Published Date: 10/04/19
When we look at young children, we see the picture of innocence. Many believe that they’re too young to have learned life’s hard realities and want them to remain blissfully unaware as long as possible.
But, research tells us that by the time children enter kindergarten, children already have been exposed to, and hold themselves, the implicit racial biases that adults have. And by age five, white children are strongly biased in favor of whiteness, whereas black and Hispanic children do not show preference to their own groups.
Birth through age five is the ideal time for children to learn about diversity and how it benefits society. However, according to a new report from the Urban Institute early childhood education remains extremely segregated, which can “lead to missed opportunities for contact and kinship during a critical point in child development,” the authors state.
This study found several data points regarding segregation in early learning programs:
- They are significantly more segregated than K-12 schools, being twice as likely to be nearly 100% Black or Hispanic than kindergarten and first grade classes.
- More than half of early childhood programs have either less than 10% or more than 90% Black or Hispanic enrollment.
- Segregation varies by region, with programs in the Northeast being the most segregated and programs in the Midwest being the least. The South and West are similarly segregated.
- Segregation declines as children move through their schooling, with early childhood education being 20% more segregated than high school.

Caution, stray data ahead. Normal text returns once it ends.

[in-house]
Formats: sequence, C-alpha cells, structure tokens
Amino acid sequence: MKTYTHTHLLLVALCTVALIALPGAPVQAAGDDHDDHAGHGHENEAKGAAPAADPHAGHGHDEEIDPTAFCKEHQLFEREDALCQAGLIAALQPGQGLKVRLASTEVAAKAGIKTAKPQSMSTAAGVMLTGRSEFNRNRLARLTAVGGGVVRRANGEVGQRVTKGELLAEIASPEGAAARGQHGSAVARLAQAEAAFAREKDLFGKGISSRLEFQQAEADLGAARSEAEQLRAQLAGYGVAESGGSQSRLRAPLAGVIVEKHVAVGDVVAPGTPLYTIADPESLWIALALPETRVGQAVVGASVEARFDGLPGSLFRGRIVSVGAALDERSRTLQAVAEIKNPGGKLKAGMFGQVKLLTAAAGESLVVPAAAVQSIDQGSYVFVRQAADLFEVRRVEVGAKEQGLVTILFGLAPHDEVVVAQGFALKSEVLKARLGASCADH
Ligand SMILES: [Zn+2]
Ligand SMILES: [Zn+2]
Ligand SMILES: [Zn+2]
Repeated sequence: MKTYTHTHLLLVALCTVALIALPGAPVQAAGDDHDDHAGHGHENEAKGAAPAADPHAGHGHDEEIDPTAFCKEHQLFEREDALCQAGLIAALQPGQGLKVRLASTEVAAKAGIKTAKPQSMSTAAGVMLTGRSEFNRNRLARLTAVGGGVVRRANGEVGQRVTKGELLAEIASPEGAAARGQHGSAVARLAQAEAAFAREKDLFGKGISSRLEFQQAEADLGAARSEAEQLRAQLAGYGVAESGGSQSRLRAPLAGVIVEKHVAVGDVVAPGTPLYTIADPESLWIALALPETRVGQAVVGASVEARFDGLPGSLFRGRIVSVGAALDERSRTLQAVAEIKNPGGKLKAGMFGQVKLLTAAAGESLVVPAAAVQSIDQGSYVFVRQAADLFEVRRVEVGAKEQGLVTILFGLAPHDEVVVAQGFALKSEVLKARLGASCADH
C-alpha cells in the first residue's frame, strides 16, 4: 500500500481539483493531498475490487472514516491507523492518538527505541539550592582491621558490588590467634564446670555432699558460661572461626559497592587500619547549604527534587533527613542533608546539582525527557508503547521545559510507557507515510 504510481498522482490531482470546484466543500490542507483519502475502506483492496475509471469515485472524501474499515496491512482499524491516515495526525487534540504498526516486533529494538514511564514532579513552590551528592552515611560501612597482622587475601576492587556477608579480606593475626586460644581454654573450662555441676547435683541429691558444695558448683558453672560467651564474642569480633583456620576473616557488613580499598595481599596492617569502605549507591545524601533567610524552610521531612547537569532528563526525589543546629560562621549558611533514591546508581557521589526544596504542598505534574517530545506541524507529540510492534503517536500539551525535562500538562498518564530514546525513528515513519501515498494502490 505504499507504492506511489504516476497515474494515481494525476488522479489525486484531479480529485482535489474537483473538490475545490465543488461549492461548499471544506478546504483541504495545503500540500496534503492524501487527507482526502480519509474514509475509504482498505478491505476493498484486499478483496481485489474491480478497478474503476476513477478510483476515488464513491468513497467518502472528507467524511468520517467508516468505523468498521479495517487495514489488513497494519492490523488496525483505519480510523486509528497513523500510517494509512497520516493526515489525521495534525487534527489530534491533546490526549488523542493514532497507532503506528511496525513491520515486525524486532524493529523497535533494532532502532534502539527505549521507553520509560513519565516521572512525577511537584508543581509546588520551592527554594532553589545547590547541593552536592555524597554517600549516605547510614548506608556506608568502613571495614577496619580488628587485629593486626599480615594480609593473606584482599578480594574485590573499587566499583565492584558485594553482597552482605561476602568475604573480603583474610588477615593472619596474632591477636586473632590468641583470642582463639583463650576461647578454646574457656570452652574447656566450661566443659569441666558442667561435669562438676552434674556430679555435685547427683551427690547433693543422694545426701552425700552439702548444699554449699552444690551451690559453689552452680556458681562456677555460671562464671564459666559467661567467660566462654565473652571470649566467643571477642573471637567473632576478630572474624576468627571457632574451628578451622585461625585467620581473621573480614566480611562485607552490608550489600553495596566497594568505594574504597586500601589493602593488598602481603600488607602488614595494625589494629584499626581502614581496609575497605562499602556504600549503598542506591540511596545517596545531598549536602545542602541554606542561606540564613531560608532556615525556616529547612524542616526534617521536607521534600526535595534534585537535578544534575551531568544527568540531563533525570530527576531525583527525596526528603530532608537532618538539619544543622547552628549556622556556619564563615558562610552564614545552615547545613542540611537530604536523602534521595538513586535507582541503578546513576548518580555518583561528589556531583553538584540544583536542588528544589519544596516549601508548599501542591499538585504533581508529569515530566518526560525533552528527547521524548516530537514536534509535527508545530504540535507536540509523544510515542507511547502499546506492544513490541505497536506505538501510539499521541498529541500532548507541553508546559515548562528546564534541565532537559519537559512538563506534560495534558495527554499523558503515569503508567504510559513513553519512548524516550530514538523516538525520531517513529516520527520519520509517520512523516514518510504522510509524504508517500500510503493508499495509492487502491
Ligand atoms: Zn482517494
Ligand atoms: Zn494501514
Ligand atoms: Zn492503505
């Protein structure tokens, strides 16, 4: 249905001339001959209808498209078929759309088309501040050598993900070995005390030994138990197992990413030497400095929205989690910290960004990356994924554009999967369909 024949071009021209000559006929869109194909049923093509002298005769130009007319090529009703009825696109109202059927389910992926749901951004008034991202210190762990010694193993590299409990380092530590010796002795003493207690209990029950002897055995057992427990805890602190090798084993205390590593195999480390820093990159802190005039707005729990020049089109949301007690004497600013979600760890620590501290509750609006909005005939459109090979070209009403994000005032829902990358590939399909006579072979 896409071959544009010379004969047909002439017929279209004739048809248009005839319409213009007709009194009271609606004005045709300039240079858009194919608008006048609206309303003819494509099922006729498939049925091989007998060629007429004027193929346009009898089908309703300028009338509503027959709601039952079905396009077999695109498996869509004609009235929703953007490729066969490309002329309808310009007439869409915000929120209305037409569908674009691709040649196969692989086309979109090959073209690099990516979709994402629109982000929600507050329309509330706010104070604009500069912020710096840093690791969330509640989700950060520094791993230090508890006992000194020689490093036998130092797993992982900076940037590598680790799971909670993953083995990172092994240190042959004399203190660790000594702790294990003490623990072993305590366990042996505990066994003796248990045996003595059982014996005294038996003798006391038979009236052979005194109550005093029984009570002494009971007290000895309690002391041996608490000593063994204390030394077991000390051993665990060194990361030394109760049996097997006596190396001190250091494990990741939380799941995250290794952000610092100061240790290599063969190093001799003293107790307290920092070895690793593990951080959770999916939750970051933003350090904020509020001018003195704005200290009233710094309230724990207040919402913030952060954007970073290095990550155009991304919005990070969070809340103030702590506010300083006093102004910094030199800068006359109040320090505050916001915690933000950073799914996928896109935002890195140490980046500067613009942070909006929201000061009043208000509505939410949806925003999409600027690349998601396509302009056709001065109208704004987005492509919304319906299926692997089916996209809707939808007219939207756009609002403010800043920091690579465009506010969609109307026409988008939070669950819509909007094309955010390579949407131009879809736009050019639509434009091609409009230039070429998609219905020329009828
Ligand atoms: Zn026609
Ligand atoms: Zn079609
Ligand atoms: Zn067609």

- Suburbs experience 7% less segregation in early childhood education than urban and rural areas.
- Home-based programs are 30% more segregated than center-based.
The authors of the study note that segregation in home-based programs plays a significant role in this data. Segregation in center-based programs is comparable with segregation in elementary school. They also note that further research is needed to understand the discrepancy between segregation in early education and K-12 schools.“Larger school sizes and catchment areas; intentional desegregation efforts through magnet schools, charter schools, and busing programs; and student age and ability to engage in school choice and transportation may explain these patterns.”
Research tells us that diversity and quality in early education are linked. Additional research tells us that children who have teachers who look like them report feeling more cared for. The Urban Institute study looked at one year of national data and didn’t delve into many additional factors that may contribute to segregation in early childhood education. Additional research in the field can identify opportunities for better integration to improve developmental outcomes for students, because that should always be the goal.
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